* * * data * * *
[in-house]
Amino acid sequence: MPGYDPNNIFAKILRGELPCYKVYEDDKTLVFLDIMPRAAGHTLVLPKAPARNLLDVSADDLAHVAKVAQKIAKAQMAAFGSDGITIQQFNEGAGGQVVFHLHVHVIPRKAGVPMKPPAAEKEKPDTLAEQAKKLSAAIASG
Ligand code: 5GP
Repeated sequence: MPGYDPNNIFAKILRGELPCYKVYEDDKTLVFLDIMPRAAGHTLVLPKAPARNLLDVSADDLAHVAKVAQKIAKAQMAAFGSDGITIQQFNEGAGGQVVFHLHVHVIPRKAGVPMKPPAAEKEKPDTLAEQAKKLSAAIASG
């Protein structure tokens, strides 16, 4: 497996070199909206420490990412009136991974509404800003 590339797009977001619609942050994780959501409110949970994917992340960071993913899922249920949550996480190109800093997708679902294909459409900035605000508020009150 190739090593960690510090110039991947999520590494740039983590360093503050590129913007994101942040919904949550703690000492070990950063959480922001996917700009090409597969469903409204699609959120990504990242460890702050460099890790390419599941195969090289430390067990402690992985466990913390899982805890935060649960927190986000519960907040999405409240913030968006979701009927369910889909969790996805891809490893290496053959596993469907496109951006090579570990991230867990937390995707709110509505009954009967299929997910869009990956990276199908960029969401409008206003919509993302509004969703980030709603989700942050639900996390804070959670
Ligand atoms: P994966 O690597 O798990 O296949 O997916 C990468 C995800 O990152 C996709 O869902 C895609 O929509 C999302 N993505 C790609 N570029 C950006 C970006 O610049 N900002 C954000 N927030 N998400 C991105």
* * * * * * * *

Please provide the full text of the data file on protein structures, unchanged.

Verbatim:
[in-house]
Amino acid sequence: MPGYDPNNIFAKILRGELPCYKVYEDDKTLVFLDIMPRAAGHTLVLPKAPARNLLDVSADDLAHVAKVAQKIAKAQMAAFGSDGITIQQFNEGAGGQVVFHLHVHVIPRKAGVPMKPPAAEKEKPDTLAEQAKKLSAAIASG
Ligand code: 5GP
Repeated sequence: MPGYDPNNIFAKILRGELPCYKVYEDDKTLVFLDIMPRAAGHTLVLPKAPARNLLDVSADDLAHVAKVAQKIAKAQMAAFGSDGITIQQFNEGAGGQVVFHLHVHVIPRKAGVPMKPPAAEKEKPDTLAEQAKKLSAAIASG
């Protein structure tokens, strides 16, 4: 497996070199909206420490990412009136991974509404800003 590339797009977001619609942050994780959501409110949970994917992340960071993913899922249920949550996480190109800093997708679902294909459409900035605000508020009150 190739090593960690510090110039991947999520590494740039983590360093503050590129913007994101942040919904949550703690000492070990950063959480922001996917700009090409597969469903409204699609959120990504990242460890702050460099890790390419599941195969090289430390067990402690992985466990913390899982805890935060649960927190986000519960907040999405409240913030968006979701009927369910889909969790996805891809490893290496053959596993469907496109951006090579570990991230867990937390995707709110509505009954009967299929997910869009990956990276199908960029969401409008206003919509993302509004969703980030709603989700942050639900996390804070959670
Ligand atoms: P994966 O690597 O798990 O296949 O997916 C990468 C995800 O990152 C996709 O869902 C895609 O929509 C999302 N993505 C790609 N570029 C950006 C970006 O610049 N900002 C954000 N927030 N998400 C991105």